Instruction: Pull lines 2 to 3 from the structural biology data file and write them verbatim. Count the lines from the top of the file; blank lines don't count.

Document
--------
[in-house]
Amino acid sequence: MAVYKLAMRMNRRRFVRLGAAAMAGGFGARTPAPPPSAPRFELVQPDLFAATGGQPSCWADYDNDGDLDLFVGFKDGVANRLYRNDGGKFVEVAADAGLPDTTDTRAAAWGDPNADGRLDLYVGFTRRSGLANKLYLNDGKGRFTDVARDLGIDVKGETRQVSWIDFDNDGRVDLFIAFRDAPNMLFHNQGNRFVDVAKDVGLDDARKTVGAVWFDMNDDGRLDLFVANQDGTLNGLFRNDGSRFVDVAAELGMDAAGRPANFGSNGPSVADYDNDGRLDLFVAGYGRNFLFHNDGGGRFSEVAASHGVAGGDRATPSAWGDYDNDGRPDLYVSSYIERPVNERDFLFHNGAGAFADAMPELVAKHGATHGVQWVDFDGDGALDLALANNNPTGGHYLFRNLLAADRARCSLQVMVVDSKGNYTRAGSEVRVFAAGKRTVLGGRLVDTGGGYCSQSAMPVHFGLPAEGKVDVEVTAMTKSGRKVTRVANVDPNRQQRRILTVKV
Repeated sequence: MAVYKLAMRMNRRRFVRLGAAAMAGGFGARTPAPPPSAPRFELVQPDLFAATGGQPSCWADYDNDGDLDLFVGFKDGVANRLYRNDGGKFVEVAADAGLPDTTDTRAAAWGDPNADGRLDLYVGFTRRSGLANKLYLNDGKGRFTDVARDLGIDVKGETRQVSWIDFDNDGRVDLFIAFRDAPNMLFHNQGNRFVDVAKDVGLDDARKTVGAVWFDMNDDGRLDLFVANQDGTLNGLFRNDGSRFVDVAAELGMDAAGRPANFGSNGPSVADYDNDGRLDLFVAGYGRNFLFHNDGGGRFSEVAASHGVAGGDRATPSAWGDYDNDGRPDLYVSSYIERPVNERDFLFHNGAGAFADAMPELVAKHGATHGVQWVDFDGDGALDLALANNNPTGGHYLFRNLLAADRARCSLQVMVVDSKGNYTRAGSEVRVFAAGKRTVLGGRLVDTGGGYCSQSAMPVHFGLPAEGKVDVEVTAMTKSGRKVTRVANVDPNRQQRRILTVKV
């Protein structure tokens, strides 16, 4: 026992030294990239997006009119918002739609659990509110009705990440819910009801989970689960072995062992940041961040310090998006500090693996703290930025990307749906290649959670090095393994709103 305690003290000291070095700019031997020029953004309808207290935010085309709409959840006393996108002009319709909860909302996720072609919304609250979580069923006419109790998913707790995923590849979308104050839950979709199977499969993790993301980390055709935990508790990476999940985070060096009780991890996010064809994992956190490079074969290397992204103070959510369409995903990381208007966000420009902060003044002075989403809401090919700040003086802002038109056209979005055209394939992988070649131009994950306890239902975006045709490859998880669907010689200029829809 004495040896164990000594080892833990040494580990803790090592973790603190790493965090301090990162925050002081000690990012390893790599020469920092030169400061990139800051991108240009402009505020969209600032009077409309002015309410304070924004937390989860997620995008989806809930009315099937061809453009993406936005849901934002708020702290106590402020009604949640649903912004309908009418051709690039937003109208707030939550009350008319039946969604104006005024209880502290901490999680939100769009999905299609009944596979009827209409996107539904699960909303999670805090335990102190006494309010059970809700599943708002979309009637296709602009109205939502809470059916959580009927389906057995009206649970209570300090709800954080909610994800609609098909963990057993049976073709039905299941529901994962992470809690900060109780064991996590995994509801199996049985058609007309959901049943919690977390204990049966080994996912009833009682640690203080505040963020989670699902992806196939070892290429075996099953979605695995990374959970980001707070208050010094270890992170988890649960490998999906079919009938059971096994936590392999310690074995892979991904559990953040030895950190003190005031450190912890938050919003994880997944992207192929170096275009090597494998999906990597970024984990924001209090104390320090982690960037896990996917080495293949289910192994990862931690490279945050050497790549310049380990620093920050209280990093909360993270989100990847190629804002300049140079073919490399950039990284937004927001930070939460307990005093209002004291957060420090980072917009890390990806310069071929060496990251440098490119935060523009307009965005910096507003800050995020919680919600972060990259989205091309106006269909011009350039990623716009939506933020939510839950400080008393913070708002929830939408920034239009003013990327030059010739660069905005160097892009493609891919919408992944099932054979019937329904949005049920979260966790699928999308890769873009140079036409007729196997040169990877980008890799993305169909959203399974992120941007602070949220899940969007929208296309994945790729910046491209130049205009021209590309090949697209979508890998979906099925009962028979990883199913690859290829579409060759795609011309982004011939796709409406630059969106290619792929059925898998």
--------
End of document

Amino acid sequence: MAVYKLAMRMNRRRFVRLGAAAMAGGFGARTPAPPPSAPRFELVQPDLFAATGGQPSCWADYDNDGDLDLFVGFKDGVANRLYRNDGGKFVEVAADAGLPDTTDTRAAAWGDPNADGRLDLYVGFTRRSGLANKLYLNDGKGRFTDVARDLGIDVKGETRQVSWIDFDNDGRVDLFIAFRDAPNMLFHNQGNRFVDVAKDVGLDDARKTVGAVWFDMNDDGRLDLFVANQDGTLNGLFRNDGSRFVDVAAELGMDAAGRPANFGSNGPSVADYDNDGRLDLFVAGYGRNFLFHNDGGGRFSEVAASHGVAGGDRATPSAWGDYDNDGRPDLYVSSYIERPVNERDFLFHNGAGAFADAMPELVAKHGATHGVQWVDFDGDGALDLALANNNPTGGHYLFRNLLAADRARCSLQVMVVDSKGNYTRAGSEVRVFAAGKRTVLGGRLVDTGGGYCSQSAMPVHFGLPAEGKVDVEVTAMTKSGRKVTRVANVDPNRQQRRILTVKV
Repeated sequence: MAVYKLAMRMNRRRFVRLGAAAMAGGFGARTPAPPPSAPRFELVQPDLFAATGGQPSCWADYDNDGDLDLFVGFKDGVANRLYRNDGGKFVEVAADAGLPDTTDTRAAAWGDPNADGRLDLYVGFTRRSGLANKLYLNDGKGRFTDVARDLGIDVKGETRQVSWIDFDNDGRVDLFIAFRDAPNMLFHNQGNRFVDVAKDVGLDDARKTVGAVWFDMNDDGRLDLFVANQDGTLNGLFRNDGSRFVDVAAELGMDAAGRPANFGSNGPSVADYDNDGRLDLFVAGYGRNFLFHNDGGGRFSEVAASHGVAGGDRATPSAWGDYDNDGRPDLYVSSYIERPVNERDFLFHNGAGAFADAMPELVAKHGATHGVQWVDFDGDGALDLALANNNPTGGHYLFRNLLAADRARCSLQVMVVDSKGNYTRAGSEVRVFAAGKRTVLGGRLVDTGGGYCSQSAMPVHFGLPAEGKVDVEVTAMTKSGRKVTRVANVDPNRQQRRILTVKV